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Re: [hackers-il] Politics in software development projects (was: Unattainable Goals that are Silll Worse Pursuing)

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  • Nadav Har'El
    ... I guess you studied differential equations in the Technion, right? Then you should know why exponential growth happens. It happens when the change of the
    Message 1 of 4 , Apr 22, 2008
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      On Tue, Apr 22, 2008, Shlomi Fish wrote about "Re: [hackers-il] Politics in software development projects (was: Unattainable Goals?that are Silll Worse Pursuing)":
      > > > goals in
      > > > life that can never be fully attained, but are nevertheless worth
      > > > pursuing and getting nearer and nearer to them. Like an asymptotic
      > > > function in mathematics if you may.
      > >
      > > Other examples:
      > > 1. Getting as wealthy as possible.
      >
      > True to some extent, but while I would love to be rich, I don't see myself
      > needing to be very rich.

      I guess you studied differential equations in the Technion, right? Then you
      should know why exponential growth happens. It happens when the change of
      the function over time isn't constant (which would have led to linear growth)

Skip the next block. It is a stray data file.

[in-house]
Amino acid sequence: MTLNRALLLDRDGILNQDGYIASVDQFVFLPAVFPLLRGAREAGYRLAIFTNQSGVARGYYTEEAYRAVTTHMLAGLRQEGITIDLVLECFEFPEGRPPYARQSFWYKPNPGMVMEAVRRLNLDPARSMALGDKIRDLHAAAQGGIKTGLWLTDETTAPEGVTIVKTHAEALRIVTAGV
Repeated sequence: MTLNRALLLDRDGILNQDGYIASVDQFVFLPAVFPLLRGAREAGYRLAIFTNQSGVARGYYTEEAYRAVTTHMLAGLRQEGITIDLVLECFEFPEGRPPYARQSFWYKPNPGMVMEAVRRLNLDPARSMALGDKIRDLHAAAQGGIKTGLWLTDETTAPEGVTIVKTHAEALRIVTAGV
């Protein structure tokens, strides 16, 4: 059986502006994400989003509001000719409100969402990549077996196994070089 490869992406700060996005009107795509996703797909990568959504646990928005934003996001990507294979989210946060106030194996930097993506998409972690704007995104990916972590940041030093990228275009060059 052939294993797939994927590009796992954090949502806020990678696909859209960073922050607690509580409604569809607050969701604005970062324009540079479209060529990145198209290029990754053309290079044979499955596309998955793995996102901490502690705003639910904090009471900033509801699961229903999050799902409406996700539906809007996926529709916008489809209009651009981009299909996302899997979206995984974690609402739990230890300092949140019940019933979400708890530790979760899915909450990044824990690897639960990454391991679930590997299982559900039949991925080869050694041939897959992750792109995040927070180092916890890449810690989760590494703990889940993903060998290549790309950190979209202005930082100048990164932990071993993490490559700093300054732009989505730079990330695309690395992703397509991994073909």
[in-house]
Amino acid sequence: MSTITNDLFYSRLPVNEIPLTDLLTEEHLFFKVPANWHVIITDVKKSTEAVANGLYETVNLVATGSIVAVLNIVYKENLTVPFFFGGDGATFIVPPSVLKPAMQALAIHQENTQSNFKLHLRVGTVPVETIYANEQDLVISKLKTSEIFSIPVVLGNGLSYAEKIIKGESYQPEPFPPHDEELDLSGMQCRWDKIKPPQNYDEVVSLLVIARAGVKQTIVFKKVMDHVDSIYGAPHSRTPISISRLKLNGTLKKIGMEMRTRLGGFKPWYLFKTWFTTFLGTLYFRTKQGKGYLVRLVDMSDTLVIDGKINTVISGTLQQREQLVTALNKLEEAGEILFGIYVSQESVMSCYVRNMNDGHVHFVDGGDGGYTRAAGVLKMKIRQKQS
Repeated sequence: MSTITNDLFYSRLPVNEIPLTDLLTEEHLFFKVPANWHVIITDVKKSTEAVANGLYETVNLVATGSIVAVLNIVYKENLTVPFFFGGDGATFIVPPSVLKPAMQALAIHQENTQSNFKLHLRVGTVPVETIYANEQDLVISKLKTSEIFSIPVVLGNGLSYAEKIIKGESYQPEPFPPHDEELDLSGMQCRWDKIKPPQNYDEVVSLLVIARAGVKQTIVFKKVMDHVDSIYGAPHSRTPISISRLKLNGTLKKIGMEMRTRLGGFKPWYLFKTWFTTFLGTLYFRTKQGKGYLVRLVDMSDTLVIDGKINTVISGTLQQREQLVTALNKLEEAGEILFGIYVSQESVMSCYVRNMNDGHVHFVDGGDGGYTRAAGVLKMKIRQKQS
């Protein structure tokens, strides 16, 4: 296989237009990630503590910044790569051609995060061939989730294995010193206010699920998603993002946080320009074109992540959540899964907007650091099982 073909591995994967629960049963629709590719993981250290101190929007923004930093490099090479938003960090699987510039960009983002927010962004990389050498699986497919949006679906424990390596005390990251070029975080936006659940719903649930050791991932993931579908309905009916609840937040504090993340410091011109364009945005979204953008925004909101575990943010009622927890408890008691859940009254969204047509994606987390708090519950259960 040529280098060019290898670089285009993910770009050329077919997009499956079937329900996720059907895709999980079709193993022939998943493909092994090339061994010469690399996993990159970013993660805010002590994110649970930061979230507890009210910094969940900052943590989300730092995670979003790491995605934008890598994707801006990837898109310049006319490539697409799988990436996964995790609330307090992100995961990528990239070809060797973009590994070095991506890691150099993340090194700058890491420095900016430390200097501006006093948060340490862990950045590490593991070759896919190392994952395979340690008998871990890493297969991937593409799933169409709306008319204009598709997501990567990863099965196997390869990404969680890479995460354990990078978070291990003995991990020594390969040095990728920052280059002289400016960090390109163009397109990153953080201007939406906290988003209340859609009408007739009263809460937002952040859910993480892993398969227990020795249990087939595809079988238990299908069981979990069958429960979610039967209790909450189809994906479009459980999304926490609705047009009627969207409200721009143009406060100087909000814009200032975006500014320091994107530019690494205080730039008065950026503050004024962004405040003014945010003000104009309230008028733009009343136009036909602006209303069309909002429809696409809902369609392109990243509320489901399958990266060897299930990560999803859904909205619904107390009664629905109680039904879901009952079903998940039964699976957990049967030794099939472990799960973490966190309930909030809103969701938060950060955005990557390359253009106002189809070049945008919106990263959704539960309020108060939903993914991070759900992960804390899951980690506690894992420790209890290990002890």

but rather proprtional to the existing value of the function.

      Bringing this theory to wealth accumulation, it is a natural phenomenon that
      people think about their wealth in proporion to what they already have.
      If you have saved 10,000 shekels, then earning another 1,000 looks good.
      But after you have 1,000,000, suddenly another 1,000 looks insignificant.
      No matter how much money you have saved, the natural tendency is to want
      to double your savings, not to add to it a fixed amount. This is why rich
      people always want their wealth to grow exponentially, not stopping at
      a million, and not even at a billion.

      When you have saved 10,000 shekels, it's easy to think that once you
      get to a 1,000,000 you'll stop the rat race. But my guess is that when you
      do get to that 1,000,000, you'll be even deeper in the rat race: that million
      will look less than it did before (sure, I can buy 100,000 slices of pizza
      with it which sounded great when I was a student, but it doesn't buy me my
      dream house today), it will be more fragile than ever (if something bad
      happens, a million won't be enough, etc.), and you'll be tempted to work
      towards the second million.

      Needless to say, there are good reasons to try to avoid (or at least curb)
      this temptation, but it is a temptation nontheless.

      My random signature at the bottom turned out to be quite relevant to this
      discussion :-)

      --
      Nadav Har'El | Wednesday, Apr 23 2008, 18 Nisan 5768
      nyh@... |-----------------------------------------
      Phone +972-523-790466, ICQ 13349191 |Despite the cost of living, have you
      http://nadav.harel.org.il |noticed how it remains so popular?
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